Dutch art, an export product from the start, has found its way into hundreds of museums and university curriculums in large stretches of the world. This might be on the decline, but there are still institutions outside the Netherlands devoted to the art Schwartz most loves.
Samuel van Hoogstraten said it already in 1678. The subjects of Dutch paintings are so accessible and attractive and the formats so transportable, they were made for export. He could have added that the sheer volume of high-level production was so great that export was more than just additional turnover – it was existentially crucial. And so the European and American art markets spilled over with Dutch paintings, many of which have ended up in museums. This in turn stimulated the academic study and curatorship of Dutch painting all over the collecting world.
Nothing lasts forever, and the effects of the above are wearing thin. This is not so much on account of any diminished appreciation for Dutch art itself, but because of larger forces. When I studied in the 1950s and ‘60s, art history was nearly synonymous with the study of European art, with old masters on the highest rung of the ladder. This unquestioned state of things has gradually broadened in the direction of global art history and a more inclusive museology, which to my mind is simply a very good thing. But it means that the number of dedicated professorships in Netherlandish art is diminishing, as is is the wall space for it in museums.
This makes all the more precious, for those of us still working in the confines of Dutch art history, the attention that continues to be bestowed on our subject, especially outside the Low Countries. In the past weeks I have been able to attend events at two of the foremost centers for my specialty. On 17 and 18 March Loekie and I were in Geneva for a symposium at the university with the resounding title The envy of some, the fear of others, and the wonder of all their neighbours: Seventeenth-century foreign insights on Dutch art. It was the first live scholarly event we attended in two years, and it was a pleasure. The ambiance could not have been nicer, and the framework friendlier, with plenty of time for discussion and conviviality.
The paper with the most power behind it, as presentation and in terms of data collection, was the one by my old buddy Hans Van Miegroet of Duke University. For decades, he has been collaborating with economic historians and data scientists, and has had generations of eager students at his disposal. The results, showing the pre-eminence of Dutch and Flemish painting on the Paris art market in the mid-eighteenth century, overturned the usual assumption that Italian art was prized above Netherlandish.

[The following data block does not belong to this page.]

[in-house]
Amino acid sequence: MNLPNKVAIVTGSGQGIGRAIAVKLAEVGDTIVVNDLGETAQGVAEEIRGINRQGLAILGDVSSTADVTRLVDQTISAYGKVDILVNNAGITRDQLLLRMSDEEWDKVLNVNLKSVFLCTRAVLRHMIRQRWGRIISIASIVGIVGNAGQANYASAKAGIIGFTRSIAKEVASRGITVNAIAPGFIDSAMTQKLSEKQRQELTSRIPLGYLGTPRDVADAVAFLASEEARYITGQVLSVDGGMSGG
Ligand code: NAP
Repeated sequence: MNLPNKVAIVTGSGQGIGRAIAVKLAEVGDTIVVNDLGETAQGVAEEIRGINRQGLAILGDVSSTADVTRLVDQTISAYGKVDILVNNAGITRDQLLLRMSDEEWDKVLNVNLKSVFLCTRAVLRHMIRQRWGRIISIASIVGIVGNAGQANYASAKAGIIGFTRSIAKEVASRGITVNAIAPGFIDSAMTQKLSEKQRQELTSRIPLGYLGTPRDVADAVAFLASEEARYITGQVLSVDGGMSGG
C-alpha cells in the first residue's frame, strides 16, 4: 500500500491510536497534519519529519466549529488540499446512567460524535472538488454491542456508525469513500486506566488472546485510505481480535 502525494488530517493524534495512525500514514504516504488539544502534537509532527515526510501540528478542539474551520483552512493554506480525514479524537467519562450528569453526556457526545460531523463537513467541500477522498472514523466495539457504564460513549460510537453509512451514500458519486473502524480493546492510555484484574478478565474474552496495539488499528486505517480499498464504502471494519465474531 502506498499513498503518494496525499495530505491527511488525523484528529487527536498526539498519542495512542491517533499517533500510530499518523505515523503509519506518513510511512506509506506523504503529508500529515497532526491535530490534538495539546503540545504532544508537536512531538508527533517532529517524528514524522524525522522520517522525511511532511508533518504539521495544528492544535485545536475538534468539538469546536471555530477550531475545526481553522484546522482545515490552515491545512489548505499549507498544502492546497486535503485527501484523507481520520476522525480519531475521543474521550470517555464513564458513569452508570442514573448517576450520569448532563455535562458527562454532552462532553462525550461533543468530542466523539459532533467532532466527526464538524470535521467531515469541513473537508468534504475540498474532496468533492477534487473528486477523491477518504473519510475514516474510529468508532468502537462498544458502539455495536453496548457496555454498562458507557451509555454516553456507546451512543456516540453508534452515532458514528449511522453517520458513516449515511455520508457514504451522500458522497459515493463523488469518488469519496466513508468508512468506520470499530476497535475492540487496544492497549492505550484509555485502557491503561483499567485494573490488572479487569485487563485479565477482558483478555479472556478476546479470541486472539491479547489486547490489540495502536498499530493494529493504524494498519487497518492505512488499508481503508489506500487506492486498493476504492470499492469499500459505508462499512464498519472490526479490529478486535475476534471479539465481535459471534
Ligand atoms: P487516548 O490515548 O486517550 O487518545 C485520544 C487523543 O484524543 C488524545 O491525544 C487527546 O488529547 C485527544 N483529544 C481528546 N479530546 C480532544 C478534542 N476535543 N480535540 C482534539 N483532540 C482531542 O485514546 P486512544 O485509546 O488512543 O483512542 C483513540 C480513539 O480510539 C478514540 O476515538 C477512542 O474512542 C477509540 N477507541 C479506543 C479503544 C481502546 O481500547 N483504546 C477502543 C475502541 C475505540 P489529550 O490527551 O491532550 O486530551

But a one-man show like that of Sander Karst of Utrecht University could be just as impressive. His mapping of artists’ studios in London from 1660 to 1720 is in itself enough to establish the same relationship between schools in London as Van Miegroet found in Paris.
The symposium was actually an example of its own subject, providing foreign insight, from Geneva, on foreign insights into Dutch art. It was the culminating event in a lengthy campaign, in which two books had already been published, breaking new ground in the study of the Dutch seventeenth century. The entire project – A Golden Age?: Rethinking 17th-century Dutch painting – was the brainchild, and the baby, of Jan Blanc, professor of art history at the Université de Genève. He enlisted not only his own scholarly staff, but also, cleverly, talented young Dutch art historians, for whom he was able to acquire faculty appointments they could fulfill remotely. In addition to book publications and symposiums, a website was created offering access to the contents of a hundred travelers’ journals on the early modern Netherlands: Visiting the Golden Age. Use it!
One of Jan Blanc’s other distinctions is that he is the first, in 2006, to have translated into another language – French – the most important Dutch publication on art from the second half of the seventeenth century, the tractate of Rembrandt’s pupil Samuel van Hoogstraten. And this is not his only specialty. See his dizzying list of publications on Academia. It was a disappointment to all that in mid-March Jan was in covid-19 quarantine in Paris and could not be present at this crowning event.
My other visit abroad to an important source for Dutch art was on Zoom: a CODART presentation on the new Center for Netherlandish Art (CAN) at the Museum of Fine Arts (MFA) in Boston. The CNA is based on a unique physical constellation. Three galleries in the museum proper have been reinstalled to offer a contextually didactic as well as artistically outstanding presentation of the best of the museum’s holdings in Dutch painting and decorative arts. One of the rooms is dedicated to the relation of Dutch art to its wider world. That in itself is unique for any museum outside the Netherlands. The intellectual grounding for this effort is located literally in the ground below it, through an elevator that descends to a spacious study area furnished with one of the best libraries of Dutch art in the western hemisphere, incorporating the famous library of the late Egbert Haverkamp Begemann in addition to the museum’s own holdings. These facilities, augmented by the Dutch drawings and prints in the MFA print room, allow for the best kind of interaction between book scholarship and aesthetic experience.
The impetus for this effort, the immensity of which, in human, financial and spatial resources and intellectual input, should not be underestimated, lay mainly, as I understand it, not with an art historian but two collecting couples, Rose-Marie and Eijk de Mol van Otterloo and Susan and Matthew Weatherbie. Their donations, of works of a quality not to be found in such numbers on the present market, raise the level of the MFA holdings in Dutch painting to new heights. With the faculties of Harvard, Boston University and Brown University around the corner, Boston is now the capital for the study of Dutch art on the American East Coast.